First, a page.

Honors student, Dean’s List recipient majoring in physics, mechanical engineering and math, and prima ballerina - it’s all in a day’s work for University of Southern Maine sophomore Kallee Gallant.
She will dance the lead role of the fairy queen Titania in Maine State Ballet’s production of Shakespeare’s romantic comedy, “A Midsummer Night’s Dream” which opens on August 8 at their Lopez Theater in Falmouth, Maine.
Performances will run for the next two weekends – Thursday, August 8 through Saturday, August 17– and ticket information can be found at their website – mainestateballet.org.
Our office was curious how Kallee balances dance with her strenuous academic schedule, so we asked her a few questions.
Q: What does dance mean to you?
A: Dance has always been my balance to my academic life. I really enjoy feeling like I get to exercise my brain in different ways but also get to exercise my body. It’s really been a great interdisciplinary hobby actually since I did band and chorus in high school; love physics; and have had a need to be active.
Q: How often do you practice?
A: During the school year we do around 5-6 days a week and the day can be anywhere from just an hour and a half class or up to even 4 hours a day, multiple days a week! It varies depending on the season. Right now we do summer intensive during the day from 9:30 am - 2:30 pm, rehearsals or hair/makeup, then warmup again for the show at 7 pm if it’s a show day. Fridays and Saturdays are double show days though.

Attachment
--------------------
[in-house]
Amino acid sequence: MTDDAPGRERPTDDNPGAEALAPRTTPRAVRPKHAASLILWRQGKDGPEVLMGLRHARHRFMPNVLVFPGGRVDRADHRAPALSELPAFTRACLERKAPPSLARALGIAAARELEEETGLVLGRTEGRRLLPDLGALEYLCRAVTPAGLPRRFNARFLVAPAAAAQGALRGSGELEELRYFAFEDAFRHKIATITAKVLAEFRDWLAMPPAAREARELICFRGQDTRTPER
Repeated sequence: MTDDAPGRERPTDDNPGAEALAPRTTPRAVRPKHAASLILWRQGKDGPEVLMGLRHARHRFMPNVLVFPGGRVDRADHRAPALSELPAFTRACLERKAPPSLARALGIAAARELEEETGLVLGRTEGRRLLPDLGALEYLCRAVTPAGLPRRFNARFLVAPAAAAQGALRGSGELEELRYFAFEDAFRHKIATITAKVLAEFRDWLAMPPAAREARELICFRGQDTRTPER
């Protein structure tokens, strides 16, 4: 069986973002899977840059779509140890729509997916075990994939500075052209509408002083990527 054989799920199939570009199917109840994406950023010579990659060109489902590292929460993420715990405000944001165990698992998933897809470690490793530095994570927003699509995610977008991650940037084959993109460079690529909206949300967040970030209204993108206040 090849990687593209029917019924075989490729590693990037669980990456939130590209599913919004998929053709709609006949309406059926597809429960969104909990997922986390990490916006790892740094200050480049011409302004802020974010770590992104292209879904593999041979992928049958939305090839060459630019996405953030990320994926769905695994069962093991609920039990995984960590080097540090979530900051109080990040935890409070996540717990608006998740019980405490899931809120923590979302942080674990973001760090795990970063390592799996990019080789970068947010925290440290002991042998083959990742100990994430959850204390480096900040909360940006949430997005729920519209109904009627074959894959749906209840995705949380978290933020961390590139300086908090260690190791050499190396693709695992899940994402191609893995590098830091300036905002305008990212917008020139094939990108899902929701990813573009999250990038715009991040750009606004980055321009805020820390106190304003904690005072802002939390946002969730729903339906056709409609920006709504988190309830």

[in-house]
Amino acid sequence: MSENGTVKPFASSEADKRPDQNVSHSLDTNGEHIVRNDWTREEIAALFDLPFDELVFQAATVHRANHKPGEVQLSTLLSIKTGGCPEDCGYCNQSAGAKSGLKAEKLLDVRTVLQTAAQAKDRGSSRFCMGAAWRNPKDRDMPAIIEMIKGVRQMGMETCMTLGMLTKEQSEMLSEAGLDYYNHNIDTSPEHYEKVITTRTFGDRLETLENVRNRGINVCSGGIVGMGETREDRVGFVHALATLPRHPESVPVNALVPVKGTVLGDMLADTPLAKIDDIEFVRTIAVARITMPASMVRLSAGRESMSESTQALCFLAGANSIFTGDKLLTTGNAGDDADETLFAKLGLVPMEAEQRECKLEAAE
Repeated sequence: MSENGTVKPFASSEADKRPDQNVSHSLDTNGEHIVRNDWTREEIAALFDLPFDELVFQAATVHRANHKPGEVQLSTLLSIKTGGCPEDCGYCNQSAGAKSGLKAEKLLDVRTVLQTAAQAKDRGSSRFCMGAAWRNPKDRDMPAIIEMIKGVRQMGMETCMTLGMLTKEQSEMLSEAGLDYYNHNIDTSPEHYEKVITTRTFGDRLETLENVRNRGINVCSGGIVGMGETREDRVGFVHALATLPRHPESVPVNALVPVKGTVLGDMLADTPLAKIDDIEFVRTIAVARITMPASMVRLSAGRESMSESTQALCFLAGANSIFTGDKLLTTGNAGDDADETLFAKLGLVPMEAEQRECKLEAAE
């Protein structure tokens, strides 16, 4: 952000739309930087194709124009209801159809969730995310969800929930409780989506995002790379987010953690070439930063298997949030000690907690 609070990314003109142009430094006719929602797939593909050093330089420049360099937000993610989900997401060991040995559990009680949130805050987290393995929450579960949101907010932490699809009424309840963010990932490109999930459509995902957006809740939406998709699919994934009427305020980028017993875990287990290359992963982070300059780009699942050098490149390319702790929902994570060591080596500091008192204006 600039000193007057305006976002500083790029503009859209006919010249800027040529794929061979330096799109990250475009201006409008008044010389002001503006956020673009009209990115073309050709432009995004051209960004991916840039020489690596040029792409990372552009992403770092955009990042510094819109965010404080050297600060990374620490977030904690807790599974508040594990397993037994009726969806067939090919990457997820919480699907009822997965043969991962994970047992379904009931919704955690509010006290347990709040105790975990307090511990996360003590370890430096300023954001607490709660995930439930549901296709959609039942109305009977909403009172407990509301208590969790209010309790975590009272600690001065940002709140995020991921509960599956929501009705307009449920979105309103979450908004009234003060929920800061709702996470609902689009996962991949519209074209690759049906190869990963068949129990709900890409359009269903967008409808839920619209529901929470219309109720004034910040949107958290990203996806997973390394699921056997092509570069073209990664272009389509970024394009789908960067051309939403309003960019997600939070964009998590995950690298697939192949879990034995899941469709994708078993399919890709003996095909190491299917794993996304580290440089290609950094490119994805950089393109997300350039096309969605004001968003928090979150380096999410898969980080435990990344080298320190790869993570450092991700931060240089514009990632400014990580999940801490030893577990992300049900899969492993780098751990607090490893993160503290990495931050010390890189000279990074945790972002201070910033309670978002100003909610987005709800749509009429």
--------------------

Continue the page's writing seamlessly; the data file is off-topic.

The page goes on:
Q: What has dancing this particular role been like?
A: Titania has been a very exciting role to dance because it’s been my first real opportunity to act on stage. It’s been so fun to learn about myself as a performer and not just as a ballerina, which has been special. Also, the costume is gorgeous and the choreography is so fun to dance, so I really couldn’t ask for anything more!
Q: Why the triple major?
A: Originally I went in as a double major, double minor in physics/mechanical engineering and math/honors respectively. After first semester though, I finished my math minor and realized I would be very sad without math classes for the next three years and decided it would be valuable to pick it up as a third major. I think it’s really important to have an interdisciplinary perspective on STEM issues and I always have a lot of questions that can’t be answered by any one field, so it made sense to me to follow my passions. Being a triple major suits me I think and I’m maybe the happiest I’ve ever been :)
Q: What do you hope to pursue utilizing your education in the future?
A: Someday I’d love to work at a particle accelerator, maybe even CERN in Geneva, Switzerland. I got formally introduced to them this past spring and instantly knew that the environment would suit me, due to the need for people of different backgrounds. Mathematicians, physicists, engineers, etc. all work together to research particles and our understanding of the world and that just sounds like something I could do for a very long time and be happy. But honestly I’ve always said I would take any job that pays me to do something I love, so I’m keeping an open mind. NASA or a private engineering firm could be fun too.
Production photos courtesy of Maine State Ballet